|Méndez et al., 2006 ||
Valle del Cauca
Cities: Cali, Palmira, Tulua, Buenaventura
|Prospective study||Study dynamics during and after epidemics; mosquito infection rates, cases, serotypes (infection rates)||Infections in students: asymptomatic cases outnumber symptomatic (silent circulation of DENV). Infections in mosquitoes: Ae. aegypti adult mosquito and larvae house indexes were not found to be associated with increased burden of disease.||Virological surveillance for detecting infected Aedes mosquitoes as early warning system for outbreaks.||Asymptomatic infections potential source of subsequent outbreaks; to include pooled mosquito infection rates in entomologic surveillance.||Need to understand a) inter-outbreak virus circulation and b) Ae. albopictus vectorial capacity.||NG|
|Estallo et al., 2014 ||
|Descriptive||Spatio-temporal dynamics of DF outbreak 2009||
Spatio-temporal cluster of dengue cases. Outbreak started because of imported cases from neighbouring provinces.|
Ae. aegypti infestation levels were not associated with occurrence of the cases.
|Significant risk factor for dengue emergence: travel, migration and displacement within and outside the country. Dengue virus spread may be related to human movements.||Applications of vector control measures (focal intervention at dengue positive houses) may have interrupted DENV transmission.||Need to develop innovative strategies of vector control and arboviral surveillance to prevent future outbreaks.||NG, U|
|Martinez-Vega et al., 2015 ||
2 endemic communities
|Prospective cohort with spatial modelling||To determine risk in individuals living near dengue cases (exposed cohort); vector data||At baseline, seroprevalence of infection was ~ 44% (5–14 yrs) and 92% (> 35 years) indicating high exposure levels. 3-fold increased risk of dengue infection among the exposed cohort.||Asymptomatic subjects could participate in transmission; peri-domestic transmission was important for ~ 3 months.||Spread of infection within the community mainly depended on human mobility; limited role of vector (50-m ratio) for dengue spread.||Clarify the role of asymptomatic individuals in transmission. Private health centres should contribute to notifications.||NG, PI|
|Reiter et al., 2003 ||
|Two serosurveys||Investigations of 1999 outbreak affecting cross border urban area of Laredo, USA, and Nuevo Laredo, Mexico.||
Incidence of dengue was higher in Mexico (16%) than on USA side (1.3%).|
Vector was more abundant in Texas where dengue transmission was lower.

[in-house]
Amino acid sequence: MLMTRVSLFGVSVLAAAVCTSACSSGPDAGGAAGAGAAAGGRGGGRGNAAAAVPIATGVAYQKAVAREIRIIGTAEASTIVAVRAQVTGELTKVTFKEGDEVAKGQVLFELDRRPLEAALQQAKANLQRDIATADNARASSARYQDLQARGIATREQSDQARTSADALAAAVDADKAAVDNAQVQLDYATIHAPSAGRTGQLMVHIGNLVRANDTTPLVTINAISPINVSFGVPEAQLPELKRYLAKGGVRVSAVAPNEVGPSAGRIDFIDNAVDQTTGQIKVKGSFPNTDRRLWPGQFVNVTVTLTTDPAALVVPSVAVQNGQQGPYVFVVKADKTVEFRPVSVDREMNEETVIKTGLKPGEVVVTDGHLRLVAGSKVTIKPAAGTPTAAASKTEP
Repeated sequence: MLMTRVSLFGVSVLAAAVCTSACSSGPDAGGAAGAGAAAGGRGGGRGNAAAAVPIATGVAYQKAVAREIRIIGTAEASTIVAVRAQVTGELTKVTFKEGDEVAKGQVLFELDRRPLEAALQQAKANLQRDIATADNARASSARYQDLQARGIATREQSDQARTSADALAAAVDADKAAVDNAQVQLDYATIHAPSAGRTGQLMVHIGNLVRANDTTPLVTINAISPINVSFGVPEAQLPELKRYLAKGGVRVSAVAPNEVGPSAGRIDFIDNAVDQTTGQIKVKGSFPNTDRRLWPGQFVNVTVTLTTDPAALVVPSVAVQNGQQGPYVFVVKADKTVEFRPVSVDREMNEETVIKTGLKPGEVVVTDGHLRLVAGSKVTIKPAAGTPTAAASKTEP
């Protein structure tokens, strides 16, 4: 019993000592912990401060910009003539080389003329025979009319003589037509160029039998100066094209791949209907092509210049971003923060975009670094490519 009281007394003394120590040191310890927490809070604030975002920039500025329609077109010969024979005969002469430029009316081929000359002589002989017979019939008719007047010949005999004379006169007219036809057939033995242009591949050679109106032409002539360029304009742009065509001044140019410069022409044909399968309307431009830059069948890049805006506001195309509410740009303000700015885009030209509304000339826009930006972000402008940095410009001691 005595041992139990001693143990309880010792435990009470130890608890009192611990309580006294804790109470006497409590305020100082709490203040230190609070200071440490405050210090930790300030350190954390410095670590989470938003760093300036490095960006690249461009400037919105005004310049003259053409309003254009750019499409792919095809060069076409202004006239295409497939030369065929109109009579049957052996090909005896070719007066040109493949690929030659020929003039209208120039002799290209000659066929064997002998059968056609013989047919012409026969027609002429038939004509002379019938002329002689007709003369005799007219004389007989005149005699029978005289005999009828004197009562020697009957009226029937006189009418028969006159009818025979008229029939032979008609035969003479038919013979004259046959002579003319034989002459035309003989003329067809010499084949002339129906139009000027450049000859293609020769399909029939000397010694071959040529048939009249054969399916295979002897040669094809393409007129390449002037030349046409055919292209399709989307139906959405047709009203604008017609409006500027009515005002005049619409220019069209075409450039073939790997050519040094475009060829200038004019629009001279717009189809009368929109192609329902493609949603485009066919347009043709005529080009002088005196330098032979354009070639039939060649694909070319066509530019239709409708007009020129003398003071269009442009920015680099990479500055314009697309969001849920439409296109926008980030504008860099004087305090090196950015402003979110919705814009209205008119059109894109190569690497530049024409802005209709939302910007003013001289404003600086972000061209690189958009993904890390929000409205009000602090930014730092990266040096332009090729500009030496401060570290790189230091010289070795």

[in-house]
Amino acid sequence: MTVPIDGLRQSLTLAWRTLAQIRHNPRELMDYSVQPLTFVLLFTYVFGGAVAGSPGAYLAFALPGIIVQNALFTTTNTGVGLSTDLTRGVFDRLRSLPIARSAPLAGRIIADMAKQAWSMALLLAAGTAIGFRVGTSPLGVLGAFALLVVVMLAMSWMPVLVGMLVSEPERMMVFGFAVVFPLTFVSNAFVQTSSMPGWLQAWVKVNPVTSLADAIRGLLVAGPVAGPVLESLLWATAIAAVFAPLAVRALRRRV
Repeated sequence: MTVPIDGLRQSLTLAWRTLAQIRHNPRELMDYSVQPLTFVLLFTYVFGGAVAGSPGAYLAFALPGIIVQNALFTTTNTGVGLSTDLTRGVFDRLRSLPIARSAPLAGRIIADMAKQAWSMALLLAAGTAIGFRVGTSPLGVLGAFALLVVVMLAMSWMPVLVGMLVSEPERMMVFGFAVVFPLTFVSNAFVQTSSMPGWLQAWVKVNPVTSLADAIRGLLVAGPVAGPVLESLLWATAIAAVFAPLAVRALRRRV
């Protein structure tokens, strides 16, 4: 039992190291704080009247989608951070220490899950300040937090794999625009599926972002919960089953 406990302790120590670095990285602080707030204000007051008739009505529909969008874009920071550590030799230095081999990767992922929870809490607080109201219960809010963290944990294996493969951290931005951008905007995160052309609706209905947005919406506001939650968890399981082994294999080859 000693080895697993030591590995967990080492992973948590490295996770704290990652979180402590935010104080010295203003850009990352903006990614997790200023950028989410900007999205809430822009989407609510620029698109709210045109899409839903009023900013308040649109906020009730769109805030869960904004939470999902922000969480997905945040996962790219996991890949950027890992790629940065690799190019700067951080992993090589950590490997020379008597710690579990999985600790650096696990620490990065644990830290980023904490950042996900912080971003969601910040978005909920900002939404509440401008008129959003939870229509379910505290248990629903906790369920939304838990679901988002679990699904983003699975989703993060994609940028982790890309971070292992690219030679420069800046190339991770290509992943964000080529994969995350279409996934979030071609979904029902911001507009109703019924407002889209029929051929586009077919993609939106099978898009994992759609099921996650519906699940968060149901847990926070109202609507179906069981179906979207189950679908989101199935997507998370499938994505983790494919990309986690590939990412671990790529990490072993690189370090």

|Prevalence of dengue in Texas was primarily due to economic, rather than climatic, factors.||Need to explore role of other animals as feeding source for Aedes mosquitoes.||Growing economy supporting use of air conditioning likely to decrease dengue rates.||NG|
|Barrera et al., 2011 ||
|Longitudinal modelling study||Influence of weather and human factors on Aedes vector and cases (numbers)||Containers for water storage and discarded tires were considered important breeding sites. Peak in mosquitoes’ density preceded increase in dengue incidence.||Weather and human factors driving Ae. aegypti dynamics and oviposition.||Passive surveillance system captures small number of symptomatic cases and misses most asymptomatic ones.||Consider using ovitraps for surveillance.||IG|
|Sanchez et al., 2006 ||
|Case control study||Study Aedes larval indices and risk of Havana outbreak (2000)||
Effect of Breteau index (BI) within a radius of 100 m at 2-month intervals.|
Larval indices used in study predicted transmission
with 78% sensitivity and 63% specificity.
|Analysis of BI at local level, with human defined boundaries, could be introduced in control programs to identify high risk areas.||Underestimating larvae; increased capture after dengue reported; ‘missing’ cases reported; lack of transferability to other epidemic settings or locations.||Similar studies in future epidemics and in other settings are necessary to verify general applicability.||NG, IG|
|Fouque et al., 2004 ||
|Descriptive||Epidemiology of dengue after the 1st epidemic of dengue hemorrhagic fever (DHF) (1991–1993) and during endemic period (1993–1995)||
DENV1, 2 and 4 were isolated from dengue cases. DENV4 from mosquitoes.|
Widespread circulation of DENV in urban and rural areas.
Small outdoor containers were most common vector breeding grounds.
|Vertical transmission of DENV indicated that the vector can be a reservoir of dengue virus.||Females deposit small numbers of eggs in several breeding containers. Not possible to estimate fluctuations in Ae. aegypti populations.||Understanding of endemic circulation of dengue is a prerequisite for development of a dengue early warning system.||NG|